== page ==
Never Again

The Grass Is Greener in Your Own Backyard

A long week spent on the other side of the fence can really put things in perspective.

In the early days of my IT career at Benchmark Computers, I worked at a few field offices after starting in the corporate headquarters. I was a systems programmer with a focus on developing communications software. With this experience, I lived the adage that the grass appears greener in the next pasture but it rarely is.

At one point we were having a difficult quarter with the sales of our credit union software and systems. It was nearing the end of that quarter and only two system sales were made, and neither of them had been installed. The technical people had a bonus plan that was based on sales and installations being completed within a given quarter.

They were seeking volunteers to drive seven hours and install a 32-user system, and then from there drive another four hours to install a 24-user system, all in the span of four or five business days. I volunteered and got paired with a hardware tech who'd recently lost his driver's license. Not a good omen.

The following Monday, I packed up a van with two large systems, some tapes and 10 to 12 terminals. My instructions were to set up the first system and collect a check for $68,000 before the 3 p.m. Greyhound bus left on Wednesday. The check needed to be on that bus and returned to the office so payroll could be met on Friday.

When we arrived, a third-party hardware tech was already there, pulling the server out of the wall and unplugging all the cables, none of which were labeled. We needed to keep all port numbers consistent so as to keep all the printer groups consistent.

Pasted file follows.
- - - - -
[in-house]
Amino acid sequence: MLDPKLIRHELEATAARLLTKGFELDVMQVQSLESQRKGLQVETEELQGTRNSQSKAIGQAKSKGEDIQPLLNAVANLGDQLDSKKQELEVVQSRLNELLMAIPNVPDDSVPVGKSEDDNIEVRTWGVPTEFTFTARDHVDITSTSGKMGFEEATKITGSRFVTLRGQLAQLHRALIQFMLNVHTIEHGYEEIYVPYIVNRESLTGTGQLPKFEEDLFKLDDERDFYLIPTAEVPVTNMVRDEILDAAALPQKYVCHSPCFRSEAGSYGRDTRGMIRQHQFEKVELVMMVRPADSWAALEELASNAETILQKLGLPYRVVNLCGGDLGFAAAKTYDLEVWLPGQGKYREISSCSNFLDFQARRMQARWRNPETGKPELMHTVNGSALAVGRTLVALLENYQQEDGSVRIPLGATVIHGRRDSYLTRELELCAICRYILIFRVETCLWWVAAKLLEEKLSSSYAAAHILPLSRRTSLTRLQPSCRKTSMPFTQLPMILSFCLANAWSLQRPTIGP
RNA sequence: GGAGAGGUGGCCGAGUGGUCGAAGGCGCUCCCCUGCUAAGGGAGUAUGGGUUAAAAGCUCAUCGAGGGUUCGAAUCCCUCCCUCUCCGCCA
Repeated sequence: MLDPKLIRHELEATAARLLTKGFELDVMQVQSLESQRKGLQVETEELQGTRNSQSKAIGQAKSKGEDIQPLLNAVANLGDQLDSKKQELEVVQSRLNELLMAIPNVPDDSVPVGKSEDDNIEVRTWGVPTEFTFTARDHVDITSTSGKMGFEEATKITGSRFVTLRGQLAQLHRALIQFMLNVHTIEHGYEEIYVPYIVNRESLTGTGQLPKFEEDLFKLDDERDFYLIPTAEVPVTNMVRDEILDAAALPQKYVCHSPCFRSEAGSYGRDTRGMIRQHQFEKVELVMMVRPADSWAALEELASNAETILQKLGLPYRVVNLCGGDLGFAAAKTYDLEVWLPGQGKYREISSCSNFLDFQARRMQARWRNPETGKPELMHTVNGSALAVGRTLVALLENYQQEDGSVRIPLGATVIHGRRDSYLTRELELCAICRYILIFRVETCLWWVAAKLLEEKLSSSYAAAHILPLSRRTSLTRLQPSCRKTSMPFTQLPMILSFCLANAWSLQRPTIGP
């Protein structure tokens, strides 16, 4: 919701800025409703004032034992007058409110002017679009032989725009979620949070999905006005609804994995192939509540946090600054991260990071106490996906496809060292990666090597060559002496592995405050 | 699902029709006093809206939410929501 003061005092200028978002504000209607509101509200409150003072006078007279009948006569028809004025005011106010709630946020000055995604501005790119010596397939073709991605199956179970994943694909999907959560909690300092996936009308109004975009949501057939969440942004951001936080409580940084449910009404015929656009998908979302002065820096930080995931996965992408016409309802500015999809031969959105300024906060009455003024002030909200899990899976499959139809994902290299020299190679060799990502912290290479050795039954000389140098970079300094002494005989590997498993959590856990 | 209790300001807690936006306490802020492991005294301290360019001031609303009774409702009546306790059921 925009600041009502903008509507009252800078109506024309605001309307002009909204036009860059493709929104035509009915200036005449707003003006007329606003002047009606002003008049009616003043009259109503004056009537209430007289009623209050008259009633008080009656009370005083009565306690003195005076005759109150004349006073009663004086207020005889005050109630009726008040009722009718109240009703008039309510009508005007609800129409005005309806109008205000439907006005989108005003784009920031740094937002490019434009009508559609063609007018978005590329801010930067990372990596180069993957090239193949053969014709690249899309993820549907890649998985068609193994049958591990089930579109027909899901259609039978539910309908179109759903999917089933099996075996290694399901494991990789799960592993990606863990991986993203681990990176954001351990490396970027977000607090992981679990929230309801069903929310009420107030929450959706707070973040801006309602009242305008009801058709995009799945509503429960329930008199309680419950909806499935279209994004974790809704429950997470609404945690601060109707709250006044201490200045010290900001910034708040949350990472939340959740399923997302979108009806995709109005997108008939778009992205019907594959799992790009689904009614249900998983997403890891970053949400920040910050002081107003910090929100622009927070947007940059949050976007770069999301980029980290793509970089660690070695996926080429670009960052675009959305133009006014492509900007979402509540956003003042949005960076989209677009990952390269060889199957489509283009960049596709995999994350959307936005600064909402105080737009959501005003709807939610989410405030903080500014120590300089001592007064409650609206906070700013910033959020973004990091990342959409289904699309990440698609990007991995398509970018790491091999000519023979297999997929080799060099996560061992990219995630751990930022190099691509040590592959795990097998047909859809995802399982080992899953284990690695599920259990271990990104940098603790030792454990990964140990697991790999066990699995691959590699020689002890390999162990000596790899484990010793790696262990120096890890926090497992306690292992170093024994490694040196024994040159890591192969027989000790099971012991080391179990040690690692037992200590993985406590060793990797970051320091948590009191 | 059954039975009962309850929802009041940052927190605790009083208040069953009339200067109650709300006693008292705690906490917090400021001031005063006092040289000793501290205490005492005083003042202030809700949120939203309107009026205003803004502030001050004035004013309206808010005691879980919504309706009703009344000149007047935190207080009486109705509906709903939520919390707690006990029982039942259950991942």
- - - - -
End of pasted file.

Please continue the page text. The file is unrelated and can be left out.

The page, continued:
We spent the next 20 hours testing cable runs and fixing poorly laid cable. We then went to the hotel, slept about four hours and drove back to the credit union. We worked until 11 p.m. that Wednesday. Earlier that afternoon I had asked the manager for the check to pay for the installation work. At first she was reluctant to give it to us, but when I promised to complete the project early the next day she relented. I drove to the bus station and made arrangements to get the check back to our offices where it made the payroll.

That night we drove four hours to the next credit union, based in Ottumwa, Iowa, and went right to the hotel. We slept for four hours and at 9 a.m. on Thursday we arrived at the credit union, where we had a much smoother implementation. We completed the installation by 8 p.m. on Friday, and I collected the check and drove another six hours back to the office.

I unloaded all of the equipment by myself because the hardware tech had been dropped off at home along the way. Before heading home I checked my office mailbox at 4 a.m. Saturday and found a company memo telling the staff that they were adjusting bonuses to allow a few more technical people to receive them. This increased the pool from five people to eight people, dropping my $500 bonus to $320 for the quarter just ending.

I was livid. On Monday morning I asked for a meeting with the vice president. He was very surprised that I was so upset. He said, "Jimmy, no one else complained about this!" I told him no one else had volunteered for the hellish week of installations I had gone through.

Right then I quietly made my decision to make my way back home to the corporate offices in Massachusetts. Two months later I was working in Wisconsin, and a year after that I was working at corporate headquarters in Westwood, Mass. The grass really can be greener in your own backyard, if you look hard enough.

About the Author

Jim Madden is now the director of information technology at the Andover Newton Theological School in the Boston area.

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